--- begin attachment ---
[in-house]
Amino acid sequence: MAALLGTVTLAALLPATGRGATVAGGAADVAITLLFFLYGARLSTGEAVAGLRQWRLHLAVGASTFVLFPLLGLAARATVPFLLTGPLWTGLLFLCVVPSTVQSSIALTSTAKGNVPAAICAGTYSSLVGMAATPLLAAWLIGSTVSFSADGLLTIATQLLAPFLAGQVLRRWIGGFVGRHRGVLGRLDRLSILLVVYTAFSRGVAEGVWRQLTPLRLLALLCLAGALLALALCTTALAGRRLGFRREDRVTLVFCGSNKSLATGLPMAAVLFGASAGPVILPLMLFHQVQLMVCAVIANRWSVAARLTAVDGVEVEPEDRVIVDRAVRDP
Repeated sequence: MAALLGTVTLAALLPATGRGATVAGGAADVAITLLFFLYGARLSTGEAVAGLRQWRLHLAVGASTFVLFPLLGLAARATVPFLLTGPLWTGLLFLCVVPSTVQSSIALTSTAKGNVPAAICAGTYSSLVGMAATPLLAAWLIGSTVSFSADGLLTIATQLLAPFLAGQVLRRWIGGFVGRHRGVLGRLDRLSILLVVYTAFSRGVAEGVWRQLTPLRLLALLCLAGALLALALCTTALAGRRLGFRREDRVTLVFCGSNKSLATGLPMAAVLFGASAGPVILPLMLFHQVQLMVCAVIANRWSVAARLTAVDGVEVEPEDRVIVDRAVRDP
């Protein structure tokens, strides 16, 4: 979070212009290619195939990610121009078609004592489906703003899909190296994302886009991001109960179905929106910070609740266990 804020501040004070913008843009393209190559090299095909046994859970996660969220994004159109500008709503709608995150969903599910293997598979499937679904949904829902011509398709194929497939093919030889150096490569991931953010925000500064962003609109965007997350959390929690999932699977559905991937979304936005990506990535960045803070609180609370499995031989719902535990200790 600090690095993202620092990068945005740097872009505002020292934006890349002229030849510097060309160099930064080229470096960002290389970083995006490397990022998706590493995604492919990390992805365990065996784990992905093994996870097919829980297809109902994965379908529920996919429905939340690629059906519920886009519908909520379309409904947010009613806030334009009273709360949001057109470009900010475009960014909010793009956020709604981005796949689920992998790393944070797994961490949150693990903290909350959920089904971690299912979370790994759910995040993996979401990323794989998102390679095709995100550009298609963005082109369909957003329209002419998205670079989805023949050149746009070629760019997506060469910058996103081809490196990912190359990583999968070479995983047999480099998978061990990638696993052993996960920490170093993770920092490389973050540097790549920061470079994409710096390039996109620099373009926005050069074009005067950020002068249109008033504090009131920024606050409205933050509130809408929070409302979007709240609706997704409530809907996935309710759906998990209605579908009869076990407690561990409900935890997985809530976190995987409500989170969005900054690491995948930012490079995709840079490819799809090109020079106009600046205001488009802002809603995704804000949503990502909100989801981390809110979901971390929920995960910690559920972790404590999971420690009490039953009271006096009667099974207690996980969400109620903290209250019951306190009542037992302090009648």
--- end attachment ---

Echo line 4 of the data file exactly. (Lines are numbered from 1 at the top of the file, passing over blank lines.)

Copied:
């Protein structure tokens, strides 16, 4: 979070212009290619195939990610121009078609004592489906703003899909190296994302886009991001109960179905929106910070609740266990 804020501040004070913008843009393209190559090299095909046994859970996660969220994004159109500008709503709608995150969903599910293997598979499937679904949904829902011509398709194929497939093919030889150096490569991931953010925000500064962003609109965007997350959390929690999932699977559905991937979304936005990506990535960045803070609180609370499995031989719902535990200790 600090690095993202620092990068945005740097872009505002020292934006890349002229030849510097060309160099930064080229470096960002290389970083995006490397990022998706590493995604492919990390992805365990065996784990992905093994996870097919829980297809109902994965379908529920996919429905939340690629059906519920886009519908909520379309409904947010009613806030334009009273709360949001057109470009900010475009960014909010793009956020709604981005796949689920992998790393944070797994961490949150693990903290909350959920089904971690299912979370790994759910995040993996979401990323794989998102390679095709995100550009298609963005082109369909957003329209002419998205670079989805023949050149746009070629760019997506060469910058996103081809490196990912190359990583999968070479995983047999480099998978061990990638696993052993996960920490170093993770920092490389973050540097790549920061470079994409710096390039996109620099373009926005050069074009005067950020002068249109008033504090009131920024606050409205933050509130809408929070409302979007709240609706997704409530809907996935309710759906998990209605579908009869076990407690561990409900935890997985809530976190995987409500989170969005900054690491995948930012490079995709840079490819799809090109020079106009600046205001488009802002809603995704804000949503990502909100989801981390809110979901971390929920995960910690559920972790404590999971420690009490039953009271006096009667099974207690996980969400109620903290209250019951306190009542037992302090009648």